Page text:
"The Agency has produced numerous pieces on the threat of extremists linked to al-Qa’ida in Benghazi and eastern Libya. These noted that, since April, there have been at least five other attacks against foreign interests in Benghazi by unidentified assailants, including the June attack against the British Ambassador’s convoy. We cannot rule out the individuals has previously surveilled the U.S. facilities, also contributing to the efficacy of the attacks."
In an email to officials at the White House and the intelligence agencies, State Department spokesman Victoria Nuland took issue with including that information because it "could be abused by members [of Congress] to beat up the State Department for not paying attention to warnings, so why would we want to feed that either? Concerned …"
The paragraph was entirely deleted.
Like the final version used by Ambassador Rice on the Sunday shows, the CIA’s first drafts said the attack appeared to have been "spontaneously inspired by the protests at the U.S. Embassy in Cairo" but the CIA version went on to say, "That being said, we do know that Islamic extremists with ties to al-Qa’ida participated in the attack." The draft went on to specifically name the al Qaeda-affiliated group named Ansar al-Sharia.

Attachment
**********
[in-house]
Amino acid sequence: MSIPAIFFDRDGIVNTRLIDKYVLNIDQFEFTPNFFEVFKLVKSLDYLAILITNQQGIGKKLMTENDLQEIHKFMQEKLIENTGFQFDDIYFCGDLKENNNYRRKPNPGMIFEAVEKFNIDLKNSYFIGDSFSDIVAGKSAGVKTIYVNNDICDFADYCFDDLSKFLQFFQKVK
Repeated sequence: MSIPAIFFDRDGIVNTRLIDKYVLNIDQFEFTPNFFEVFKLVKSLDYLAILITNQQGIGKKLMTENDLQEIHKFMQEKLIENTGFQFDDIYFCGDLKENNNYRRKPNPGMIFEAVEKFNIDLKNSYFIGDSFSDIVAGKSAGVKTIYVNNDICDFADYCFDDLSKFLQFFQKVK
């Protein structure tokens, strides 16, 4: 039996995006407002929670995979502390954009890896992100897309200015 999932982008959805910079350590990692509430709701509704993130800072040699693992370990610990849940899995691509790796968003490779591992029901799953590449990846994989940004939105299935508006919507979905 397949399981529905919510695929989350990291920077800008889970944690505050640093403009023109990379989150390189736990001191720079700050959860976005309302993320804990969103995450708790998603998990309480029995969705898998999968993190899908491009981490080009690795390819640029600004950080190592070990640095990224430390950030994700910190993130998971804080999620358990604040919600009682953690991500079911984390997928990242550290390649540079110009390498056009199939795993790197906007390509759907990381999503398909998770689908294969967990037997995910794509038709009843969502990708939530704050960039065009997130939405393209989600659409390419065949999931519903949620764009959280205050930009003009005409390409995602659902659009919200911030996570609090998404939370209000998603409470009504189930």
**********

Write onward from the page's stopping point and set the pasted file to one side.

Once again, Nuland objected to naming the terrorist groups because "we don’t want to prejudice the investigation."
In response, an NSC staffer coordinating the review of the talking points wrote back to Nuland, "The FBI did not have major concerns with the points and offered only a couple minor suggestions."
After the talking points were edited slightly to address Nuland’s concerns, she responded that changes did not go far enough.
"These changes don’t resolve all of my issues or those of my buildings leadership," Nuland wrote.
In an email dated 9/14/12 at 9:34 p.m. - three days after the attack and two days before Ambassador Rice appeared on the Sunday shows - Deputy National Security Advisor Ben Rhodes wrote an email saying the State Department’s concerns needed to be addressed.